South Africa is facing difficult time. Between mass accounts of sexual assaults, headline upon headline of femicide, videos of xenophobic attacks and burning inner cities, self-care is critical now as ever.
Often when life feels overwhelming, especially during these times, and when depression feels quite heavy to bear, people tend to turn to certain habits in order to cope with anxiety and depression. Some choose to sleep, some meditate, and some isolate themselves from the world for hours and even days. These are all coping mechanisms.
It is important to seek professional help when dealing with mental health issues, but how do you cope, when you can't get in touch with a therapist? We spoke to psychologist, Sian Green about how the right coping mechanisms can help you.
According to Sian, "coping mechanisms or techniques are ways or strategies people use to manage stress, stressful situations, trauma or another form of psychological distress. Often these are to cope with the overwhelming emotions such as anxiety, low mood, rejection, self-esteem, paranoia and so forth. Coping mechanisms are behaviours or thoughts that aim to provide relief from the distress."
While there are a number of ways to deal with anxiety and depression, the coping mechanisms we choose aren't always helpful or beneficial in the long run.
Sian explains that harmful coping strategies involve using a behaviour or thought to avoid your emotions. "Generally, the relief is only temporary and thus the distress or issue left unresolved - these are short term relief," she says. Examples of unhelpful coping strategies include avoiding the problem entirely, smoking, binge eating or drinking, compulsive spending, sleeping all day, and withdrawing and isolating oneself.
This is much like merely covering a wound instead of cleaning it first - the relief is temporary but not effective. "Less helpful or harmful techniques bring immediate relief but simultaneously exacerbate problems in the longer term," Sian says.
On the other hand, the coping techniques that allow you to understand what you are going through and to deal with it without avoiding what you're feeling are the ones that are most beneficial to your mental health. The healthiest and most effective coping techniques, as Sian explains, require you to be vulnerable and courageous in finding more effective ways to resolve the difficulty.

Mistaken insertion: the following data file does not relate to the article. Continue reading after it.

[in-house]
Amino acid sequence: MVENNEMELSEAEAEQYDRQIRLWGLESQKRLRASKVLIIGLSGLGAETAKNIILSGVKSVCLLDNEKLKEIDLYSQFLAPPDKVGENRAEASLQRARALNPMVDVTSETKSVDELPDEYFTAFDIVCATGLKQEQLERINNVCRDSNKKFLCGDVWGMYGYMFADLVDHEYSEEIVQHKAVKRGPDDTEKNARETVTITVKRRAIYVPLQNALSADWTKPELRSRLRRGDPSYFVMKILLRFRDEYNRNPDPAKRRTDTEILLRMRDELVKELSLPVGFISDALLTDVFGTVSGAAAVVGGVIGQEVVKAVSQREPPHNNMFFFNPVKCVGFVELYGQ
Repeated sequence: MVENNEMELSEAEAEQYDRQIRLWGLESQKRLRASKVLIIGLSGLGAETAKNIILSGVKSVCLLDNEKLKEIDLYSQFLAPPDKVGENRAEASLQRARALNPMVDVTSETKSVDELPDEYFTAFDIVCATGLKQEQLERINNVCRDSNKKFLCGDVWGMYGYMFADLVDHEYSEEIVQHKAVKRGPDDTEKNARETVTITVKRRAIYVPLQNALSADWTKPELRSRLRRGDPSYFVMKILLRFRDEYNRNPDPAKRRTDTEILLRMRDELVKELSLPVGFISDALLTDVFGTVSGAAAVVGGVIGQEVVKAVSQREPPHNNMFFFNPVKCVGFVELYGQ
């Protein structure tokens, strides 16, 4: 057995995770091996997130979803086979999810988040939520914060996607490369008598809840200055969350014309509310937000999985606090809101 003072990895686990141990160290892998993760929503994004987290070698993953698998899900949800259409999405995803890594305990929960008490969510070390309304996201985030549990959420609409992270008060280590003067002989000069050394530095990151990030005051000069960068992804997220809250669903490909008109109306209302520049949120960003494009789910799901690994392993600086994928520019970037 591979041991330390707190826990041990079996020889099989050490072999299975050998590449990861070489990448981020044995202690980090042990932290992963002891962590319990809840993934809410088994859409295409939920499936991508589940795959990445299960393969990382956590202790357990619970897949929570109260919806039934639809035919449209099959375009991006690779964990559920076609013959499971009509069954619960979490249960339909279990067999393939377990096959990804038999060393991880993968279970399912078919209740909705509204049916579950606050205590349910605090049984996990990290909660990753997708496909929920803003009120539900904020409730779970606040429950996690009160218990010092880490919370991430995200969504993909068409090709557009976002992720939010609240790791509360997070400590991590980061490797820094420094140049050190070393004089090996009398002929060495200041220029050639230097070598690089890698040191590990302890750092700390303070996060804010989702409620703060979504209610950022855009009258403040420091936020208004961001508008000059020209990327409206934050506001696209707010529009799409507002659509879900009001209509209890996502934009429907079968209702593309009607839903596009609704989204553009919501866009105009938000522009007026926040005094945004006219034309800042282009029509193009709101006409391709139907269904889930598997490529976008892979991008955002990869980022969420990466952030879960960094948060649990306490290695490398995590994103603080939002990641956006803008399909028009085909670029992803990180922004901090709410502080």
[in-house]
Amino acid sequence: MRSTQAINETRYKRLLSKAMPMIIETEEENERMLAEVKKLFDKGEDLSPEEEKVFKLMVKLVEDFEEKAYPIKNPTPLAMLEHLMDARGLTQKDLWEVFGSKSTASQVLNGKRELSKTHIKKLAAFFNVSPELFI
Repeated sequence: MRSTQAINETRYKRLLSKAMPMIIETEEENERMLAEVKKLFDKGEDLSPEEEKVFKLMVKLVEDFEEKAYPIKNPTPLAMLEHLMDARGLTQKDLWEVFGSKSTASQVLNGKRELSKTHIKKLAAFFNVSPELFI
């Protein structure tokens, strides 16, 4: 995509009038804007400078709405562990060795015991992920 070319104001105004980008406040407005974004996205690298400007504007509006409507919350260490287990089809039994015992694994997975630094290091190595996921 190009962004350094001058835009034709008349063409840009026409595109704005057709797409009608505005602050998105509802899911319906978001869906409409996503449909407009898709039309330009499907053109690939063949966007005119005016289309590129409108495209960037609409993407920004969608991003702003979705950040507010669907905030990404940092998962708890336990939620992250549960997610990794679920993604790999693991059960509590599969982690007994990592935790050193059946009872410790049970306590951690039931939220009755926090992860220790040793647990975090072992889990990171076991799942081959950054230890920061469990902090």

Sian suggests these few techniques you can use to cope with mental health issues:
- Relaxation exercises such as breathing, progressive muscle relaxation, meditation, guided imagery are helpful for coping with anxiety.
- Exercising can help lighten up your mood, in addition to the other benefits of it.
- Practicing self-care when you're feeling low ensures that you are not worsening the problem by neglecting your well-being. Exercising, doing what you love, and making your well-being a priority are all ways that you can practice self-care. Read more about it here.
- Talking about the distress within a safe space or non-judgemental relationship allows you to express what you feel instead of ignoring or suppressing it.
- Learning the art of saying "no" and of identifying and expressing your needs is helpful, especially when your anxiety stems from your taking on more than you can handle.
Seeking professional help should always be a priority when trying to resolve mental health issues, and speaking to a therapist may help you find more effective ways to cope with anxiety and depression in your every day life.
A few people share their coping techniques with us:
Watch: Things to remember when your life is falling apart
If you feel overwhelmed by depression or anxiety, contact the South African Depression and Anxiety group on 0800 12 13 14.
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